A bill making its way through the Florida legislature could limit what teachers can and can’t say in the classroom.
Senate Bill 148 cleared its first hurdle, getting approval from the State Senate Education Committee.
The Florida Education Association, the state’s teacher union, said the legislation is concerning.
Gov. Ron DeSantis promised new rules for schools.
No critical race theory even though not one Florida school district teaches it.
And more protection of individual freedoms despite the cry from teachers that the measure censors them.
Senate Bill 148, which does not mention critical race theory specifically, bars any teaching that could make people feel responsible for historic wrongs because of their race, colors, sex or national origin.
“I don’t think too many people would disagree that the Holocaust was a bad thing, or that slavery was a bad thing. And so this notion that you can’t ever teach that something is wrong, or something is right just doesn’t make sense,” said Andrew Spar, the president of the Florida Education Association. “This bill gets in the way, quite honestly, of everyone being able to do their job and being able to make sure that our students are getting that education they deserve.”
In Southwest Florida, the Collier County Public Schools said they do not comment on pending legislation.
The Lee County school district said it is monitoring the bill’s progress.
The Charlotte County school district did not return a request for comment.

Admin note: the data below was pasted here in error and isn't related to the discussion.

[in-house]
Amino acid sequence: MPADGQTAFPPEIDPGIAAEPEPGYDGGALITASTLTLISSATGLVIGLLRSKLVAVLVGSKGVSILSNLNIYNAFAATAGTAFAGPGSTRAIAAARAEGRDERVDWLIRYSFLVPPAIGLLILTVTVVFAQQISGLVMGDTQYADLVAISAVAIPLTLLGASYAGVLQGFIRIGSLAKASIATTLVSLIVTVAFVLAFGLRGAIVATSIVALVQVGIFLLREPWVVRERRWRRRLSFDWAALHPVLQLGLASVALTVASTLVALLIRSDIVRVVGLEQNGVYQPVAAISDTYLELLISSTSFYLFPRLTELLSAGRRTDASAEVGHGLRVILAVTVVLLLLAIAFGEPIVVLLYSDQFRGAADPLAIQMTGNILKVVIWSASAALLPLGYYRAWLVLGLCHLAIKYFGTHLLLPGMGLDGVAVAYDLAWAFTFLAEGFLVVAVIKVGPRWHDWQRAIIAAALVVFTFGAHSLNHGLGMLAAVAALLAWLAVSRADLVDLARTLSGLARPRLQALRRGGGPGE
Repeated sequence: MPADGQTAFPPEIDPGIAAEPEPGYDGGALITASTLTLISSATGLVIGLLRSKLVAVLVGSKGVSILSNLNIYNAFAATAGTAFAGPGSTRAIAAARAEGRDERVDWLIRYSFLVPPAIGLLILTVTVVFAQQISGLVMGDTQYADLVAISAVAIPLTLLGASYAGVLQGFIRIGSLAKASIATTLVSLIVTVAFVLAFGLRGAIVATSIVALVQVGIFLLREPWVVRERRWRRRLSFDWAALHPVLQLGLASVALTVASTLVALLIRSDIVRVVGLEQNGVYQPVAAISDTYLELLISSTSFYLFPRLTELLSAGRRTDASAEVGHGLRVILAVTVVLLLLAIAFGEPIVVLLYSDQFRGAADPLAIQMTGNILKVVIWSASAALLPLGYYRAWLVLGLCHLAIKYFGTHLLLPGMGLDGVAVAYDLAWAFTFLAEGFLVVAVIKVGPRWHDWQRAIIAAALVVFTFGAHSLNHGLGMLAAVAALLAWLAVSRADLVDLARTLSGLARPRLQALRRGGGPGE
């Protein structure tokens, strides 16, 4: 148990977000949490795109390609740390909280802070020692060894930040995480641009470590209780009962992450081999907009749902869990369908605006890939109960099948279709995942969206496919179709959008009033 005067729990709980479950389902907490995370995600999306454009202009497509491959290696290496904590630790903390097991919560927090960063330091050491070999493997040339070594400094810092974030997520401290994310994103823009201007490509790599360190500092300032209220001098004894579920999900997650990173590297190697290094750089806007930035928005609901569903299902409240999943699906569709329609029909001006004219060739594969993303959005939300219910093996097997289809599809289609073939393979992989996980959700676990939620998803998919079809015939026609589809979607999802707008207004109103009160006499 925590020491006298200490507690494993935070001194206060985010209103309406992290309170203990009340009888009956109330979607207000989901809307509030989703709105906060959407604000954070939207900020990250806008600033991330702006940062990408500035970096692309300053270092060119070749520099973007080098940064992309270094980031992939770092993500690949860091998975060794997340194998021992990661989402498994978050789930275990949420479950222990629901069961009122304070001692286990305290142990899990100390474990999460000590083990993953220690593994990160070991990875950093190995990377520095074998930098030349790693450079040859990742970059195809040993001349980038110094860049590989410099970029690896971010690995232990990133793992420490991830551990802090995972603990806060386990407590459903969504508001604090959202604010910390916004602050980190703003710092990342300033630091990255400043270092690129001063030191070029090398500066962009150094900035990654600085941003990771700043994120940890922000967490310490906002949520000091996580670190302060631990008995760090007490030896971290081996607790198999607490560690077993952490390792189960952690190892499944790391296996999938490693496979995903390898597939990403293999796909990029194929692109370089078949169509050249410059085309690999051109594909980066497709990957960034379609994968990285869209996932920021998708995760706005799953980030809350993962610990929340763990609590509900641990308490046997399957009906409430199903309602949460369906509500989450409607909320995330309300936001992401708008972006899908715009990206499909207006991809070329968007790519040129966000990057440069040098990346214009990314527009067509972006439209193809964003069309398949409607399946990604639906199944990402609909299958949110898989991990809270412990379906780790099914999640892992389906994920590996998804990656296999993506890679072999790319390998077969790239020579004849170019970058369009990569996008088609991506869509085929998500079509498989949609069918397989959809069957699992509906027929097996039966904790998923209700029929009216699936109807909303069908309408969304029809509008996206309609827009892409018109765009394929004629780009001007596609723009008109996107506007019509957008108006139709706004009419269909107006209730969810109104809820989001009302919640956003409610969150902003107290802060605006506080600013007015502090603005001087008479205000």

“Let’s focus on what our kids need and let’s stop allowing the politics to get in the way because that’s what’s driving so many people out of the profession,” Spar said.
Spar said lawmakers need to focus on facts like Florida’s teacher shortage.
State Rep. Spencer Roach, R-North Fort Myers, said “there was an inherent misunderstanding by the opponents of the bill that this bill was designed to prevent the teaching of basic American history.”
“That’s just flat out wrong,” Roach said. “There’s nothing in the bill that does that. I mean, we encourage the teaching of American history with all of its warts, all the ugliness all of it.”
Spar doesn’t see it that way.
He thinks teachers will shy away from certain truths of history.
“When we talk about slavery, when we talk about the Jim Crow laws, when we talk about how women didn’t have the right to vote in this country, and minorities didn’t have the right to vote in this country, when we talk about those instances, we should be able to say that was wrong,” Spar said.
Rob Moor, a Lee County social studies teacher at East Lee County High School, said he feels like Big Brother is watching over him.
“I’m a professional, I have a master’s degree, I take summer development courses, all across the country, on my own expense, to find the latest and most current events and best resources from the sources,” Moor said.